By Collin Roth and CJ Szafir

President Donald Trump’s decision yesterday to waive the Jones Act for 10 days in Puerto Rico is a welcome development for the storm ravaged American territory. The Jones Act is a 95 year old law that requires commercial vessels shipping between American ports to be American-made and crewed by Americans. And in pervious natural disasters, including Hurricanes Harvey and Irma, waivers have been granted to assist in recovery efforts.

Until Thursday, President Trump hesitated to waive the Jones Act for Puerto Rico, bluntly telling reporters Wednesday, “a lot of people that work in the shipping industry… don’t want the Jones Act lifted.” Ensuing public calls, most notably from Puerto Rico Governor Ricardo Rossello and U.S. Senator John McCain (R-AZ), resulted in Thursday morning’s announcement of a 10 day waiver for Puerto Rico.

The recent controversy over Jones Act waivers raises important questions about whether the Act ought to remain in place at all. Free market conservatives have long argued that the law has outlived its usefulness (if it had any) and now amounts to pure protectionism that raises prices for consumers.

The Merchant Marine Act, better known as the Jones Act, passed in 1920 under the guise of national security in the aftermath of World War I. Supporters of the Jones Act, reeling from German U-boat attacks on American shipping, deemed it a national priority to ensure that America maintain a domestic labor force and building capacity for commercial shipping. While the U.S is no longer worried about German U-boats, shipbuilders have argued that the Jones Act protects American jobs from foreign competition. The U.S. Maritime Administration concluded that 107,000 workers are employed in U.S. shipyards, generating billions of economic activity.   

While the law often earns attention in the wake of natural disasters, the Jones Act has severely impacted Guam, Hawaii, Alaska, and Puerto Rico. For Puerto Rico, in particular, the Jones Act has been a heavy burden. The island, largely dependent on maritime shipping for fuel and other goods, suffered from a poor economy and a debt crisis before Hurricanes Irma and Maria. And, studies have estimated the Jones Act is responsible for doubling the price of shipping goods to Puerto Rico. A 2011 study from the U.S. Department of Transportation concluded that “U.S.-flagged vessels have daily operating costs more than twice those of foreign-flagged vessels.” These costs are passed on to Puerto Rican consumers, as noted by a George Mason study.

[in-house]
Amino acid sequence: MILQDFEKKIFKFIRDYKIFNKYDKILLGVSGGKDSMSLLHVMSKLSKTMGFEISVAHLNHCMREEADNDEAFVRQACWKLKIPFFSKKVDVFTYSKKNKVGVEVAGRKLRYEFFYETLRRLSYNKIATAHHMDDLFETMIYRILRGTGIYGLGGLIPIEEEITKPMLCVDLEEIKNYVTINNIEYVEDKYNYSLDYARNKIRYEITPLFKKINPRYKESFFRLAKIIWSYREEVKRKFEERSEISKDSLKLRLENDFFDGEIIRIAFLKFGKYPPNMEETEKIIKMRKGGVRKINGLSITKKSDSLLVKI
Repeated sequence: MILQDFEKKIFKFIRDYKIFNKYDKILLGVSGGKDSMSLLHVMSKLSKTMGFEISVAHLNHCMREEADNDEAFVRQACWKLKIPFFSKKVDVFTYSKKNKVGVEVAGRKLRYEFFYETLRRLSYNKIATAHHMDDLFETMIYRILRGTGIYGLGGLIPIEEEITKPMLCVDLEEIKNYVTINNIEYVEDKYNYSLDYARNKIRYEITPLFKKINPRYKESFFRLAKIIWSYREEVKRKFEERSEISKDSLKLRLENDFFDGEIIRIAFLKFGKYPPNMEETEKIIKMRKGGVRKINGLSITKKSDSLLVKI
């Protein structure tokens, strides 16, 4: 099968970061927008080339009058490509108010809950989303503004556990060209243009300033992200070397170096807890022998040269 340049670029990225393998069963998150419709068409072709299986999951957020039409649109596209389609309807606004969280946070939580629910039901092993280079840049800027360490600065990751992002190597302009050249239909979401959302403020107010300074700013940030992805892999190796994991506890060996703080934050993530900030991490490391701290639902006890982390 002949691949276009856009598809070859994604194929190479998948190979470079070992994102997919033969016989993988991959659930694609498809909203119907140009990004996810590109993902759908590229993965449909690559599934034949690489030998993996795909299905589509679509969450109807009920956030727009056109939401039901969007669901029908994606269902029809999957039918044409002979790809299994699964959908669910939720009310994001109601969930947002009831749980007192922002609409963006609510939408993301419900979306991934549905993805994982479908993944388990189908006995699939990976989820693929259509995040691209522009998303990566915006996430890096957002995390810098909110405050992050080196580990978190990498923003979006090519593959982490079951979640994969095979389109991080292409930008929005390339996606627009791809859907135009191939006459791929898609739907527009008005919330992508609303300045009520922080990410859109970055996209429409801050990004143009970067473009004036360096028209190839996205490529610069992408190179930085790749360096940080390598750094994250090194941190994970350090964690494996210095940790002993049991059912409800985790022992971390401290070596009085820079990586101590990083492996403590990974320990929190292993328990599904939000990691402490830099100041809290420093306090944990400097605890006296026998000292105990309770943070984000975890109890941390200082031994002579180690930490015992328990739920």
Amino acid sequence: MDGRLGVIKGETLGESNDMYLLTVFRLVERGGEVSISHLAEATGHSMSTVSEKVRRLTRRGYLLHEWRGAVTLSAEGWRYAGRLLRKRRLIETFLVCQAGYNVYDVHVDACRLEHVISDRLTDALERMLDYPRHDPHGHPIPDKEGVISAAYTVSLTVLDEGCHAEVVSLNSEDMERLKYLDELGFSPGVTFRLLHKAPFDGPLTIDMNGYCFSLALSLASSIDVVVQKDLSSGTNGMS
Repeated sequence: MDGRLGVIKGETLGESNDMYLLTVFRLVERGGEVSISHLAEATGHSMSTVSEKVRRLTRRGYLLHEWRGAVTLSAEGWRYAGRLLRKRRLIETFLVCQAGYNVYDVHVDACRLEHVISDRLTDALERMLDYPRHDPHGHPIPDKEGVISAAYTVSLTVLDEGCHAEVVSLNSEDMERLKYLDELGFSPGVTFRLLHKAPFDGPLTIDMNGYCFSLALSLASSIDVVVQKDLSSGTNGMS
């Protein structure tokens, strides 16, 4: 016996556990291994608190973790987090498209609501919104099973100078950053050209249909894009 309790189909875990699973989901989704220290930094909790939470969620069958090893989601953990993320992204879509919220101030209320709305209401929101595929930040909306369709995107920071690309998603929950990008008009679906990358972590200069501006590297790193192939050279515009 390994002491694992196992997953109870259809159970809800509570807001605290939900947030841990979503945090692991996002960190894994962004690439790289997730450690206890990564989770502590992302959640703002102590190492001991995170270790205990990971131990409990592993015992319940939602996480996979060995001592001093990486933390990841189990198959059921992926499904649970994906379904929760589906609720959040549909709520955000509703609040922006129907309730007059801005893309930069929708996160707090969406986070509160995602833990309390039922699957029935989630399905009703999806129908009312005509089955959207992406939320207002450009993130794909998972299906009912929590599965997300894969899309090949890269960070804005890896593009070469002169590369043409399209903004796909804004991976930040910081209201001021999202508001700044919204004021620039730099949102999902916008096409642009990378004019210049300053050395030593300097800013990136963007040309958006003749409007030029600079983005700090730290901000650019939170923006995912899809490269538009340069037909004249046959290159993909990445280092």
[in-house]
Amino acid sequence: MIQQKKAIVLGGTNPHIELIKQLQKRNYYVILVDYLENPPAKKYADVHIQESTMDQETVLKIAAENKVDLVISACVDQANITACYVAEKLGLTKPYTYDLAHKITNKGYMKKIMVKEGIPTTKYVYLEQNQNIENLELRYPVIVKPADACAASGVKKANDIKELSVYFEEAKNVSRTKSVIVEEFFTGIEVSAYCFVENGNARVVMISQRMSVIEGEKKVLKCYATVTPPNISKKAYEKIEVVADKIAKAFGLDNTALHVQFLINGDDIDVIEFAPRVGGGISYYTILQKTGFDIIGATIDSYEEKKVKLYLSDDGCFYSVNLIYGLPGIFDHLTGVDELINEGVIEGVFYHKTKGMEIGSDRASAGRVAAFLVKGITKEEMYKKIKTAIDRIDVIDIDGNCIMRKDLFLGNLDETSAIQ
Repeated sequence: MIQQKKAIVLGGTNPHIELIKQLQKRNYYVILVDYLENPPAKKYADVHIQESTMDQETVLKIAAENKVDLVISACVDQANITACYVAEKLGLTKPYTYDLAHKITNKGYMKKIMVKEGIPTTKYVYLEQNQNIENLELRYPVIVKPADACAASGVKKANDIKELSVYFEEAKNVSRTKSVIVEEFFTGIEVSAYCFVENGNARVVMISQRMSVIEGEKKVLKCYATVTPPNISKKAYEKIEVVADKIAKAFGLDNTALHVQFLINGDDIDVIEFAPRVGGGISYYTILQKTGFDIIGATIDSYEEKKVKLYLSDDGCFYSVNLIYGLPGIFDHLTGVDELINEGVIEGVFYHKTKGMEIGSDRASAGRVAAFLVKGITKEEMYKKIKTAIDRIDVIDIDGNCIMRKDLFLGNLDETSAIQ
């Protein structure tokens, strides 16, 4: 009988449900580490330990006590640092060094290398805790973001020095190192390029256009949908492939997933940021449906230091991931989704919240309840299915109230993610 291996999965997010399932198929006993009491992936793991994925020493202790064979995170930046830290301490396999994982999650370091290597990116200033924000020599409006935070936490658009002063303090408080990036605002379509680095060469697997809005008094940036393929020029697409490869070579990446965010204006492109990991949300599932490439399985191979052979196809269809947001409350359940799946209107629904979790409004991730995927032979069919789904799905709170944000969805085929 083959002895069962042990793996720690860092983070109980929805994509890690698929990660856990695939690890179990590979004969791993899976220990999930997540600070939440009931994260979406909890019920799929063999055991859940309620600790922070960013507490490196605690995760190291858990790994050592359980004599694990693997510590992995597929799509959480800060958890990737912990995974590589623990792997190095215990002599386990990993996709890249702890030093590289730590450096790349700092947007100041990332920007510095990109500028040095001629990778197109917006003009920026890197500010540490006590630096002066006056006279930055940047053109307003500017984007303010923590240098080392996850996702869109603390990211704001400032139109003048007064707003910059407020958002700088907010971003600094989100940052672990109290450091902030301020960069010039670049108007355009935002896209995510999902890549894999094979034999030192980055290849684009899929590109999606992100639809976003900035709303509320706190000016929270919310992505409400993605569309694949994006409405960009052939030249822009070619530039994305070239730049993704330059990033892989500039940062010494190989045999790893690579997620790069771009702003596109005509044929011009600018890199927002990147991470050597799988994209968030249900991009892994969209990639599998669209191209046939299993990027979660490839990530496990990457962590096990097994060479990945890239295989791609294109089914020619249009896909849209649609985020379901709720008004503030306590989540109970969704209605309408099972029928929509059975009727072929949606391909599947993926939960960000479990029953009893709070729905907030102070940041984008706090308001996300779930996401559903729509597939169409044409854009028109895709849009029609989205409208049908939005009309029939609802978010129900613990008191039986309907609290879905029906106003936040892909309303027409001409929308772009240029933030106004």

The economics are not hard to understand; when the government limits supply and competition, prices rise.  

Now consider the long-term devastation in Puerto Rico from Hurricanes Irma and Maria. The island of 3.4 million is expected to be largely without power for 3 to 4 months. For large swaths of the population this means going without air conditioning, water pumps, and other common amenities like refrigeration. Fuel shortages are hampering travel and reliance on generators as a power supply. Forty-four percent of Puerto Ricans lack clean drinking water. Roads are washed out, livestock have been devastated, and cell phone coverage is nearly non-existent.

A 10 day waiver may assist in the initial effort to get emergency supplies to Puerto Rico, but the Jones Act will be back in full force as residents of the island spend the next months and years trying to rebuild and recover. The reimposition will almost certainly raise the cost of recovery for a reeling community.

And that is the heart of the problem.

Perhaps it is time to unshackle America from the burdens of the Jones Act. The devastation in Puerto Rico has brought the old law to new light. It’s an archaic, protectionist law that serves to artificially raise the cost of shipping in the United States. Fortunately yesterday Senator Mike Lee (R-UT) and John McCain introduced a bill in the Senate that would permanently exempt Puerto Rico from the Jones Act.  

That’s a good start and conservatives should support it.  

CJ Szafir is Vice President for Policy and Deputy Counsel at WILL.
Collin Roth is a research fellow at the Wisconsin Institute for Law & Liberty.
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